Regardless of what the pseudo-experts say, the telephone still dominates when it comes to generating appointments, the key to creating new opportunities. The social tools are useful, and they play an increasingly important role, but they are no replacement for outbound and cold outreach.
This was originally a post called The 7 Things You Must Leave Behind to Get Ahead. If you want to transform yourself, you are going to need to leave part of your old self behind. That’s the price you pay for transformation, and the price you pay for becoming the person you were born to be.
Here is the original post on LinkedIn, where you can see the picture referenced in this podcast. If you are going to reach your potential, you are going to have to give up the person you are not to become the person who comes after this version of you.
This podcast is sponsored by b2bsalestraining.com, the state-of-the-art training for B2B sales professionals that want the mindset, skill sets, and tools to become the best version of themselves.
As a professional salesperson, did you even realize that there is a social environment in business in sales? If you did, you were probably one of the more successful salespeople in your organization. If you didn’t, you probably aren’t. That is one of the takeaways from this conversation with Christian Madsbjerg, author of the new book, “Sensemaking.” Anthony believes his book is the must-read book of 2018 for every business person. It’s a treatise on the intersection of AI and culture and makes a case for how AI must be made to enhance and serve human culture in the end. This is a fascinating conversation for salespeople who want to understand how to maximize the human side of sales.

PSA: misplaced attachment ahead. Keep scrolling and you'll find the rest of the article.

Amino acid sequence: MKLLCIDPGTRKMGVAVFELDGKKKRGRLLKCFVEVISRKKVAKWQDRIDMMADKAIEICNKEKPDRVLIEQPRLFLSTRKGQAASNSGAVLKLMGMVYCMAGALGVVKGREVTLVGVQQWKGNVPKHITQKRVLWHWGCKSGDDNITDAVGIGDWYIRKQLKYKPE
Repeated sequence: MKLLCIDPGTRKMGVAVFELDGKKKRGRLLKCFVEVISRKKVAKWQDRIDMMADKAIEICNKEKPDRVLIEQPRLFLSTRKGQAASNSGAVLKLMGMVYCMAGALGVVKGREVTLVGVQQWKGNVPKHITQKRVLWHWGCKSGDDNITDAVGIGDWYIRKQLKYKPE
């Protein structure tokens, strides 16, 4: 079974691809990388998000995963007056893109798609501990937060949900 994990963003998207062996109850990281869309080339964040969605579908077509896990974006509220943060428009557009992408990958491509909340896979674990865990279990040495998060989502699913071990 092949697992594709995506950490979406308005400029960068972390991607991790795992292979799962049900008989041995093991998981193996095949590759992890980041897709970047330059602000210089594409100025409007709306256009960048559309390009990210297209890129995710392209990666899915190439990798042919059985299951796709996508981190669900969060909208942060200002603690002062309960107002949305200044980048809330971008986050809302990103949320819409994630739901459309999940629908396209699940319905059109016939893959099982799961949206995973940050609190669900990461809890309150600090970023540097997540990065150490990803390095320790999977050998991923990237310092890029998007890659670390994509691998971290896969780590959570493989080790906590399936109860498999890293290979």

Is a good sale the optimized one or the convincing one?
AI is being introduced into the sales profession at an unprecedented pace. The optimization of sales cycles and sequences through AI is at the forefront the minds of many who are charged with increasing the bottom line through product and service sales. In this conversation, Christian asks if the best sale is the convincing one or the one that is best optimized? In his thinking, our infatuation with refining processes and building out great systems has us thinking a bit askew. Find out why a good sale is the convincing one and why only human beings can do the kind of convincing needed to put the right product in the hands of the person who truly needs it.
Computers don’t care – humans do
Anthony has long believed and said that caring is the currency of success in business and in sales. In the end, the person who cares more is the one who will be most trusted and therefore most successful. Christian Madsbjerg makes an intriguing case for a stronger understanding of and reliance on human intuition, cultural understanding, and social appropriateness as tools that can fuel long-term success in sales relationships. It’s too much to contain in a short paragraph like this so you need to make sure that you listen to this conversation to hear Christian’s masterful way of describing it.
There is a third kind of knowledge that all sales professionals need